Anna Leah Crowley

Anna Leah Crowley, Ann Léa, Poupée; daughter of Leah Hirsig and Aleister Crowley.

“At the end of February, the Ape had passed through the valley of the shadow of birth, and our household was gladdened by the addition of a tiny girl whom we named Ann Léa in honour of the great mother goddess of summer and of the Ape herself. We wanted a pet name and while discussing various suggestions when walking home from the forest, Hermes suddenly broke in, “I shall call her Poupée.” This was delightfully apt and was adopted on the spot by acclamation.”—Chapter 89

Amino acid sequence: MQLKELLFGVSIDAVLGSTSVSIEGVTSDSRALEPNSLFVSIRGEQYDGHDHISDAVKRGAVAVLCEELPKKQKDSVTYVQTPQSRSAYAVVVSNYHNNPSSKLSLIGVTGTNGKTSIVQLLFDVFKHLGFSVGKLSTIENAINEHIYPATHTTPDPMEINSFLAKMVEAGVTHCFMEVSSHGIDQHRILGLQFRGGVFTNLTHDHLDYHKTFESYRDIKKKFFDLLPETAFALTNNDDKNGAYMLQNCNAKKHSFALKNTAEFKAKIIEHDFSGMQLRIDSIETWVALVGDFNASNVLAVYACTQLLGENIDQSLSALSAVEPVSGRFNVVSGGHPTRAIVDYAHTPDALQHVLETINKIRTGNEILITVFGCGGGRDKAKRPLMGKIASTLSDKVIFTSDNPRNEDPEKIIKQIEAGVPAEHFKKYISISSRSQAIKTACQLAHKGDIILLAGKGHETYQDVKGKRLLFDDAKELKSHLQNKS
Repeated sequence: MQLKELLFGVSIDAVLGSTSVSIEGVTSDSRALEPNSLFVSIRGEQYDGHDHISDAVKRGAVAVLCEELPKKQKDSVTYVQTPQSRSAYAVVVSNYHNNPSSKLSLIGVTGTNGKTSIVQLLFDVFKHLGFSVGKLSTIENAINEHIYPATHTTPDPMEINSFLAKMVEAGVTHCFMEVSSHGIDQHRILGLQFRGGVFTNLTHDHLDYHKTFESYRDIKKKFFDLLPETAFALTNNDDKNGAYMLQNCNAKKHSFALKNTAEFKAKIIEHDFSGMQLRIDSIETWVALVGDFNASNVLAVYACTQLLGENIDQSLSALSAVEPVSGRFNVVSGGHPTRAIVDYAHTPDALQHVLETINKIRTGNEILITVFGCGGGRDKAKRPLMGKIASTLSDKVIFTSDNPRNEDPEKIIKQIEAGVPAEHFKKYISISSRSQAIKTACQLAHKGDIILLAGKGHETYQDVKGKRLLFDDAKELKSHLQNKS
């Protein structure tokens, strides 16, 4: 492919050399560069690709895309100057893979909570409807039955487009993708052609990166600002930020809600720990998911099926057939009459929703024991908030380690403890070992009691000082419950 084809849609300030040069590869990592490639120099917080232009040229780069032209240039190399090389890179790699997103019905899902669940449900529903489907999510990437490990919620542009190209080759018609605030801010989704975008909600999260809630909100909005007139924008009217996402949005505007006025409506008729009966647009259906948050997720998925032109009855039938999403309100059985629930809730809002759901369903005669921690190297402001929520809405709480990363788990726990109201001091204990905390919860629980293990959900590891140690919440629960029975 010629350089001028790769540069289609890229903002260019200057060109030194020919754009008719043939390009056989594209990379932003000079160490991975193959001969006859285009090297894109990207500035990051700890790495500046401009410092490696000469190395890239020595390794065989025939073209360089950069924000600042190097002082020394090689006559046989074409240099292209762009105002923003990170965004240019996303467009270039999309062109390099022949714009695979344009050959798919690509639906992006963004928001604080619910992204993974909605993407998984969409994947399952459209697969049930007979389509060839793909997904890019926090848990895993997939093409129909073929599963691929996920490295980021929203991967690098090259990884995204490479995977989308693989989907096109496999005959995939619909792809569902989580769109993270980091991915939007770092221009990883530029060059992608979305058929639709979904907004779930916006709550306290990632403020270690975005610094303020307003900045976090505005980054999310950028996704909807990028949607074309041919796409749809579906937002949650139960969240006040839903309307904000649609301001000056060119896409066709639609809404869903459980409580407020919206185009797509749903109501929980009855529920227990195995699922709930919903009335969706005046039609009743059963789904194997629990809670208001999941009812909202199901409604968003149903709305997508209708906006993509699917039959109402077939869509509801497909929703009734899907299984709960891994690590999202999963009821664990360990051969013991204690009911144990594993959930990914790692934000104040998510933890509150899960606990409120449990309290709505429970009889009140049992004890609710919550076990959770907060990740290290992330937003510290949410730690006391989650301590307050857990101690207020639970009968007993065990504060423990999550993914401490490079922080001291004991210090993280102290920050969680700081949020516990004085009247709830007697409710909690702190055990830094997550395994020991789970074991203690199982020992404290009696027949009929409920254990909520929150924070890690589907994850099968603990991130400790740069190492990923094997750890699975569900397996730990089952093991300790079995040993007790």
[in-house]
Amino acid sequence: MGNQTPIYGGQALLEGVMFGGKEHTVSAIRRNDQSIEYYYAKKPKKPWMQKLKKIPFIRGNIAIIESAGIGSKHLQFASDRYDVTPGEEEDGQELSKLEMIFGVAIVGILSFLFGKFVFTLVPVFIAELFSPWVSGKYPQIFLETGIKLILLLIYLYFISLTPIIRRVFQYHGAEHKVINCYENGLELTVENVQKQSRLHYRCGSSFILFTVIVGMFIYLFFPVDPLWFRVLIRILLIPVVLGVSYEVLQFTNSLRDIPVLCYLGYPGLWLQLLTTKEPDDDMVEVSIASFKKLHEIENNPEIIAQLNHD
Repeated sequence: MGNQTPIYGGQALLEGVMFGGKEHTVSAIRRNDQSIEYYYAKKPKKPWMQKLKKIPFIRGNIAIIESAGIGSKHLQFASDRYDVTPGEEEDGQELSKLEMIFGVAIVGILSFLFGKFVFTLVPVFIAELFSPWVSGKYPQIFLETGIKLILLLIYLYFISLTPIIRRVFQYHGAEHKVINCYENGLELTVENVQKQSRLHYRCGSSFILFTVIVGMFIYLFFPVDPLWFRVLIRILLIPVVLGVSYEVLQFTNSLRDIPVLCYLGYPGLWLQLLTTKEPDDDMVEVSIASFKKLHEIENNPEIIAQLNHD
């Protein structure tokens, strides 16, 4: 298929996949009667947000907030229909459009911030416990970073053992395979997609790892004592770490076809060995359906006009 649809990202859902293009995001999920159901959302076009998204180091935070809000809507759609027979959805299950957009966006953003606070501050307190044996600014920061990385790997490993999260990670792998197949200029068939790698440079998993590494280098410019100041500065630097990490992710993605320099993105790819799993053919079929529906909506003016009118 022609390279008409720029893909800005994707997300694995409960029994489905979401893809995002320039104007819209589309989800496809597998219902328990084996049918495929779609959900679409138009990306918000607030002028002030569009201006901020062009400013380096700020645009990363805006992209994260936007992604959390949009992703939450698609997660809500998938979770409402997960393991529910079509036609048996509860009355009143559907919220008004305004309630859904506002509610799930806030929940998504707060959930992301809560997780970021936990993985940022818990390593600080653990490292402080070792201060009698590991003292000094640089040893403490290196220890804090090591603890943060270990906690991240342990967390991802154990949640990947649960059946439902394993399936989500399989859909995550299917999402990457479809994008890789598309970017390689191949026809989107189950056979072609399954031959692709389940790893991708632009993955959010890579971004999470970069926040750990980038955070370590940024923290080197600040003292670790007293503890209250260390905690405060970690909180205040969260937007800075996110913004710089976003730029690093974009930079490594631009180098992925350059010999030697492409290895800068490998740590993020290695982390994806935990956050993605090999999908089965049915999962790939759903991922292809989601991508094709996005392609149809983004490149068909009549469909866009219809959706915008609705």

“What really pulled me from the pit was the courage, wisdom, understanding and divine enlightenment of the Ape herself. Over and over again, she smote into my soul that I must understand the way of the gods. They had sent our Poupée for their own ends, and she, having accomplished her visit, had gone on her way. One of the principal conclusions to be drawn from the ruin of our earthly joy was this. We must not look to the dead past or gamble with the unformed future; we must live wholly in the present, wholly absorbed in the Great Work, “For pure will, unassuaged of purpose, delivered from the lust of result, …” Only so could will be pure and perfect More grossly, we must understand that being chosen by the gods to do their work for the world, we must no waste our love on any one child. The race of man is our real offspring begotten by my word Thelema upon her vessel of fulfilment thereof, viz: Love. We must train up our child in the way which it should go, foreseeing every danger and providing a safeguard thereto.”—Chapter 89

 

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